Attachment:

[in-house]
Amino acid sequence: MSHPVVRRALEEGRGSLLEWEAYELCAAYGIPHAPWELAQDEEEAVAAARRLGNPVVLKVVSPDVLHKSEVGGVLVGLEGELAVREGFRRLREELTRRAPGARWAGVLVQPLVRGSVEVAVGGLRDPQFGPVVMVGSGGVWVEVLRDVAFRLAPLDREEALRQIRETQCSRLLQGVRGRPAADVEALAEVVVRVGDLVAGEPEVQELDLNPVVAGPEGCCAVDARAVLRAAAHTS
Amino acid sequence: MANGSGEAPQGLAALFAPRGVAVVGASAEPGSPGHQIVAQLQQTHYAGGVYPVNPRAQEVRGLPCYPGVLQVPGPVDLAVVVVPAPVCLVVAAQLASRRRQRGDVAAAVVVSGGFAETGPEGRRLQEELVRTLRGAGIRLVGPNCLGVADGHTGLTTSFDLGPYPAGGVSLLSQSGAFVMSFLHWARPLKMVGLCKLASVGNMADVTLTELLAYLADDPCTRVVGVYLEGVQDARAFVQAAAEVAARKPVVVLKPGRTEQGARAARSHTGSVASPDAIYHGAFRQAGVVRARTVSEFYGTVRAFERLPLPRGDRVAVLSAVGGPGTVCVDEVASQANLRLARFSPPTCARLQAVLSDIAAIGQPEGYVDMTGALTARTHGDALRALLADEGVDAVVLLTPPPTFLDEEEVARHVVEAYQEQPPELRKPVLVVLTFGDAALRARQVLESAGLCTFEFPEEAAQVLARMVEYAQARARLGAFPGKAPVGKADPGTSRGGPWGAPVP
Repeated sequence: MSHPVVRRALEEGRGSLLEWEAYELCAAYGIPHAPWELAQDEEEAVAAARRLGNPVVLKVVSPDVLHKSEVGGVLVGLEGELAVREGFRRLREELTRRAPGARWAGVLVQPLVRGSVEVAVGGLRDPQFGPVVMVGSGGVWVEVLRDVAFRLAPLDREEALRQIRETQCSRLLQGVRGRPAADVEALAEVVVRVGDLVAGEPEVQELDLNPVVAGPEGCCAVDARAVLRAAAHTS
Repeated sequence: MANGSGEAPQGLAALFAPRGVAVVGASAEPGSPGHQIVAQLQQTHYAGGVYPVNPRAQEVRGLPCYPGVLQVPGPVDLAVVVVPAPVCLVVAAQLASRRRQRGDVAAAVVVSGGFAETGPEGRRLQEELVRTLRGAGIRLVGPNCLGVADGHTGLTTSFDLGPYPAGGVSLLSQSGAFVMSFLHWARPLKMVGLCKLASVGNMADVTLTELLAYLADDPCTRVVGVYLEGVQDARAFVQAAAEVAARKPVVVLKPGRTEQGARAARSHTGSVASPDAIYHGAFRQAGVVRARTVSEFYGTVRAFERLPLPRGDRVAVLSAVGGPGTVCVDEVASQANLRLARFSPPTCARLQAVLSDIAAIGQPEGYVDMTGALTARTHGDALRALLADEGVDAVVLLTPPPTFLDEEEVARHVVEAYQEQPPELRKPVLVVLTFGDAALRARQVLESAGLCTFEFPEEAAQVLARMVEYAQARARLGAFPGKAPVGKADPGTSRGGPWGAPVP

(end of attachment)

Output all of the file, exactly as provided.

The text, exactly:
[in-house]
Amino acid sequence: MSHPVVRRALEEGRGSLLEWEAYELCAAYGIPHAPWELAQDEEEAVAAARRLGNPVVLKVVSPDVLHKSEVGGVLVGLEGELAVREGFRRLREELTRRAPGARWAGVLVQPLVRGSVEVAVGGLRDPQFGPVVMVGSGGVWVEVLRDVAFRLAPLDREEALRQIRETQCSRLLQGVRGRPAADVEALAEVVVRVGDLVAGEPEVQELDLNPVVAGPEGCCAVDARAVLRAAAHTS
Amino acid sequence: MANGSGEAPQGLAALFAPRGVAVVGASAEPGSPGHQIVAQLQQTHYAGGVYPVNPRAQEVRGLPCYPGVLQVPGPVDLAVVVVPAPVCLVVAAQLASRRRQRGDVAAAVVVSGGFAETGPEGRRLQEELVRTLRGAGIRLVGPNCLGVADGHTGLTTSFDLGPYPAGGVSLLSQSGAFVMSFLHWARPLKMVGLCKLASVGNMADVTLTELLAYLADDPCTRVVGVYLEGVQDARAFVQAAAEVAARKPVVVLKPGRTEQGARAARSHTGSVASPDAIYHGAFRQAGVVRARTVSEFYGTVRAFERLPLPRGDRVAVLSAVGGPGTVCVDEVASQANLRLARFSPPTCARLQAVLSDIAAIGQPEGYVDMTGALTARTHGDALRALLADEGVDAVVLLTPPPTFLDEEEVARHVVEAYQEQPPELRKPVLVVLTFGDAALRARQVLESAGLCTFEFPEEAAQVLARMVEYAQARARLGAFPGKAPVGKADPGTSRGGPWGAPVP
Repeated sequence: MSHPVVRRALEEGRGSLLEWEAYELCAAYGIPHAPWELAQDEEEAVAAARRLGNPVVLKVVSPDVLHKSEVGGVLVGLEGELAVREGFRRLREELTRRAPGARWAGVLVQPLVRGSVEVAVGGLRDPQFGPVVMVGSGGVWVEVLRDVAFRLAPLDREEALRQIRETQCSRLLQGVRGRPAADVEALAEVVVRVGDLVAGEPEVQELDLNPVVAGPEGCCAVDARAVLRAAAHTS
Repeated sequence: MANGSGEAPQGLAALFAPRGVAVVGASAEPGSPGHQIVAQLQQTHYAGGVYPVNPRAQEVRGLPCYPGVLQVPGPVDLAVVVVPAPVCLVVAAQLASRRRQRGDVAAAVVVSGGFAETGPEGRRLQEELVRTLRGAGIRLVGPNCLGVADGHTGLTTSFDLGPYPAGGVSLLSQSGAFVMSFLHWARPLKMVGLCKLASVGNMADVTLTELLAYLADDPCTRVVGVYLEGVQDARAFVQAAAEVAARKPVVVLKPGRTEQGARAARSHTGSVASPDAIYHGAFRQAGVVRARTVSEFYGTVRAFERLPLPRGDRVAVLSAVGGPGTVCVDEVASQANLRLARFSPPTCARLQAVLSDIAAIGQPEGYVDMTGALTARTHGDALRALLADEGVDAVVLLTPPPTFLDEEEVARHVVEAYQEQPPELRKPVLVVLTFGDAALRARQVLESAGLCTFEFPEEAAQVLARMVEYAQARARLGAFPGKAPVGKADPGTSRGGPWGAPVP